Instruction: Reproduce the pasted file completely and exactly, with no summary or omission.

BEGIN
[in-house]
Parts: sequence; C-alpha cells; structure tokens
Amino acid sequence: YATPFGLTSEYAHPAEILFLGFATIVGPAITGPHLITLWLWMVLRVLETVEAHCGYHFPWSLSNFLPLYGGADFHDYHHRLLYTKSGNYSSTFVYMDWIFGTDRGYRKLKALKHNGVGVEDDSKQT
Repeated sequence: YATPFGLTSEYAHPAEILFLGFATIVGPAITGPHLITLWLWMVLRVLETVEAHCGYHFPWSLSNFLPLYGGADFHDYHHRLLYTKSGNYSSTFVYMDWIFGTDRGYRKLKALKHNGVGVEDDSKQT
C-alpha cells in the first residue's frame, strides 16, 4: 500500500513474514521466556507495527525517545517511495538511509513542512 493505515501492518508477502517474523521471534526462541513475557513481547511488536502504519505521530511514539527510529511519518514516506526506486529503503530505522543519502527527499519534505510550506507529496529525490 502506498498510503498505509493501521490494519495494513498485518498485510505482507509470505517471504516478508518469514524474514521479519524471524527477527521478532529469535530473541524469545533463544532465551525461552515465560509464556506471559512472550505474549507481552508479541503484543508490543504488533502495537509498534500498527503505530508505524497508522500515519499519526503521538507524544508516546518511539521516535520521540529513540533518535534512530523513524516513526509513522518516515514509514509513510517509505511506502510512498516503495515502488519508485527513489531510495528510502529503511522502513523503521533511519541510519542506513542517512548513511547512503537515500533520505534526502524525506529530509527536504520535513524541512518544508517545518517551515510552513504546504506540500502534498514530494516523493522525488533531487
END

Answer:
[in-house]
Parts: sequence; C-alpha cells; structure tokens
Amino acid sequence: YATPFGLTSEYAHPAEILFLGFATIVGPAITGPHLITLWLWMVLRVLETVEAHCGYHFPWSLSNFLPLYGGADFHDYHHRLLYTKSGNYSSTFVYMDWIFGTDRGYRKLKALKHNGVGVEDDSKQT
Repeated sequence: YATPFGLTSEYAHPAEILFLGFATIVGPAITGPHLITLWLWMVLRVLETVEAHCGYHFPWSLSNFLPLYGGADFHDYHHRLLYTKSGNYSSTFVYMDWIFGTDRGYRKLKALKHNGVGVEDDSKQT
C-alpha cells in the first residue's frame, strides 16, 4: 500500500513474514521466556507495527525517545517511495538511509513542512 493505515501492518508477502517474523521471534526462541513475557513481547511488536502504519505521530511514539527510529511519518514516506526506486529503503530505522543519502527527499519534505510550506507529496529525490 502506498498510503498505509493501521490494519495494513498485518498485510505482507509470505517471504516478508518469514524474514521479519524471524527477527521478532529469535530473541524469545533463544532465551525461552515465560509464556506471559512472550505474549507481552508479541503484543508490543504488533502495537509498534500498527503505530508505524497508522500515519499519526503521538507524544508516546518511539521516535520521540529513540533518535534512530523513524516513526509513522518516515514509514509513510517509505511506502510512498516503495515502488519508485527513489531510495528510502529503511522502513523503521533511519541510519542506513542517512548513511547512503537515500533520505534526502524525506529530509527536504520535513524541512518544508517545518517551515510552513504546504506540500502534498514530494516523493522525488533531487